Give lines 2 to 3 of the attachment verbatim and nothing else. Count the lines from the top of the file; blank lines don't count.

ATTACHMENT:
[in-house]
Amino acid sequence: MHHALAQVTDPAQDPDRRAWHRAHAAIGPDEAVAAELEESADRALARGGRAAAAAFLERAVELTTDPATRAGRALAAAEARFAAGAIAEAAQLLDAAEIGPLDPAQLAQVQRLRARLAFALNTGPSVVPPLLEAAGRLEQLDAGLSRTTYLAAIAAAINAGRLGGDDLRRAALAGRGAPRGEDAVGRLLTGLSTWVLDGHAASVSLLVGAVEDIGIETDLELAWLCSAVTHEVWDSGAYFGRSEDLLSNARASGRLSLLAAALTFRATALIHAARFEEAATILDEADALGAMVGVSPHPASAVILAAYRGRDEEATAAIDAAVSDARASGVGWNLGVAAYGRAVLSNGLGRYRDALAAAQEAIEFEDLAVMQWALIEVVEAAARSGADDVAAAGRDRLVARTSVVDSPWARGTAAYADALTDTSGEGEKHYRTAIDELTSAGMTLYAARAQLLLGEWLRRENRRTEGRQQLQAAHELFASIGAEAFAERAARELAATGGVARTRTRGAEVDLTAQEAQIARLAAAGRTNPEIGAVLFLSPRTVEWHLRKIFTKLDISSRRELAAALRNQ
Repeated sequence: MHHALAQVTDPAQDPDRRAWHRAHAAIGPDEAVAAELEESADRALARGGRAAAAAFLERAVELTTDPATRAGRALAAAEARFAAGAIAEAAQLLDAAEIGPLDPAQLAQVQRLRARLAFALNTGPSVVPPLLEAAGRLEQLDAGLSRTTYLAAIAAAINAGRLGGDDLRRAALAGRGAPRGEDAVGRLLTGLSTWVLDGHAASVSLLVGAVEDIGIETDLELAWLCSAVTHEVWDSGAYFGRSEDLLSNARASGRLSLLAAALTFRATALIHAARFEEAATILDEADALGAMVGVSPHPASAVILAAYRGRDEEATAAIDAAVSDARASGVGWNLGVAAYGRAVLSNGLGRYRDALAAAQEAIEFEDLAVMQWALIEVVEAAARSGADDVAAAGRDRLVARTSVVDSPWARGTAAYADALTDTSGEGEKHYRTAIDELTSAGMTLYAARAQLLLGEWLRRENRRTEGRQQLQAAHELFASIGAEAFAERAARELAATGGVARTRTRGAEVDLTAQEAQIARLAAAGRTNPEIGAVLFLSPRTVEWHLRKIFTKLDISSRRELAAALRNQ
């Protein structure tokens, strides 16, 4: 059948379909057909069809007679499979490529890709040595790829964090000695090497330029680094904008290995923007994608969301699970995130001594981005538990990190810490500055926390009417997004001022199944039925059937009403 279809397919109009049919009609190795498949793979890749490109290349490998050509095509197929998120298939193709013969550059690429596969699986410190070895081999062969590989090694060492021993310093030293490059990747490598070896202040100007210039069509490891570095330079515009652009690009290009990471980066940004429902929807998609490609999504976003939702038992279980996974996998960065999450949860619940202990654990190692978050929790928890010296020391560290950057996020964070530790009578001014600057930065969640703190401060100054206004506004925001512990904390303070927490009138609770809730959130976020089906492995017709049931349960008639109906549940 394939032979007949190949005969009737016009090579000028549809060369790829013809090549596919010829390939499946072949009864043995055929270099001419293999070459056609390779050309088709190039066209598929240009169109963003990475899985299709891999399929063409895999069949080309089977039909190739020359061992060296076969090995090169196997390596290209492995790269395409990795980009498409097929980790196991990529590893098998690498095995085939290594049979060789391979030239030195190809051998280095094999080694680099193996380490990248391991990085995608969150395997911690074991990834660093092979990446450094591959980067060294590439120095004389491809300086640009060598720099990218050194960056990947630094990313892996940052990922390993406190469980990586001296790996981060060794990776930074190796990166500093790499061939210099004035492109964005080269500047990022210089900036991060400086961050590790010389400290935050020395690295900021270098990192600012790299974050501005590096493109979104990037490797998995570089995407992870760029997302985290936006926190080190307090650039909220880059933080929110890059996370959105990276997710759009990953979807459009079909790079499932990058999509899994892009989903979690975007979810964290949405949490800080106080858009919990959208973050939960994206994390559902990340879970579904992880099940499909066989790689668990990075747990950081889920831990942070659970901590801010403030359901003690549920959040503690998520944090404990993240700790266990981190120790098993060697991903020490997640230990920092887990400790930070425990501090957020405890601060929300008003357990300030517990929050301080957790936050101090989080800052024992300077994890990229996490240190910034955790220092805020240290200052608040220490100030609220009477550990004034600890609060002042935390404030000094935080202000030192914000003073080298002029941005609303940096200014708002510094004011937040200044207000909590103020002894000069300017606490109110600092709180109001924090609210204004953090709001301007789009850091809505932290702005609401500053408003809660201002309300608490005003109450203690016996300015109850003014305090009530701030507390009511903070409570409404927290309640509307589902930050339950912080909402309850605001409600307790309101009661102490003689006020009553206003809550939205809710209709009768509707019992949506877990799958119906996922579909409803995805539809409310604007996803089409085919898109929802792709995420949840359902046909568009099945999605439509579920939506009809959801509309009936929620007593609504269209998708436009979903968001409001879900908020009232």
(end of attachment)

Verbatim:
Amino acid sequence: MHHALAQVTDPAQDPDRRAWHRAHAAIGPDEAVAAELEESADRALARGGRAAAAAFLERAVELTTDPATRAGRALAAAEARFAAGAIAEAAQLLDAAEIGPLDPAQLAQVQRLRARLAFALNTGPSVVPPLLEAAGRLEQLDAGLSRTTYLAAIAAAINAGRLGGDDLRRAALAGRGAPRGEDAVGRLLTGLSTWVLDGHAASVSLLVGAVEDIGIETDLELAWLCSAVTHEVWDSGAYFGRSEDLLSNARASGRLSLLAAALTFRATALIHAARFEEAATILDEADALGAMVGVSPHPASAVILAAYRGRDEEATAAIDAAVSDARASGVGWNLGVAAYGRAVLSNGLGRYRDALAAAQEAIEFEDLAVMQWALIEVVEAAARSGADDVAAAGRDRLVARTSVVDSPWARGTAAYADALTDTSGEGEKHYRTAIDELTSAGMTLYAARAQLLLGEWLRRENRRTEGRQQLQAAHELFASIGAEAFAERAARELAATGGVARTRTRGAEVDLTAQEAQIARLAAAGRTNPEIGAVLFLSPRTVEWHLRKIFTKLDISSRRELAAALRNQ
Repeated sequence: MHHALAQVTDPAQDPDRRAWHRAHAAIGPDEAVAAELEESADRALARGGRAAAAAFLERAVELTTDPATRAGRALAAAEARFAAGAIAEAAQLLDAAEIGPLDPAQLAQVQRLRARLAFALNTGPSVVPPLLEAAGRLEQLDAGLSRTTYLAAIAAAINAGRLGGDDLRRAALAGRGAPRGEDAVGRLLTGLSTWVLDGHAASVSLLVGAVEDIGIETDLELAWLCSAVTHEVWDSGAYFGRSEDLLSNARASGRLSLLAAALTFRATALIHAARFEEAATILDEADALGAMVGVSPHPASAVILAAYRGRDEEATAAIDAAVSDARASGVGWNLGVAAYGRAVLSNGLGRYRDALAAAQEAIEFEDLAVMQWALIEVVEAAARSGADDVAAAGRDRLVARTSVVDSPWARGTAAYADALTDTSGEGEKHYRTAIDELTSAGMTLYAARAQLLLGEWLRRENRRTEGRQQLQAAHELFASIGAEAFAERAARELAATGGVARTRTRGAEVDLTAQEAQIARLAAAGRTNPEIGAVLFLSPRTVEWHLRKIFTKLDISSRRELAAALRNQ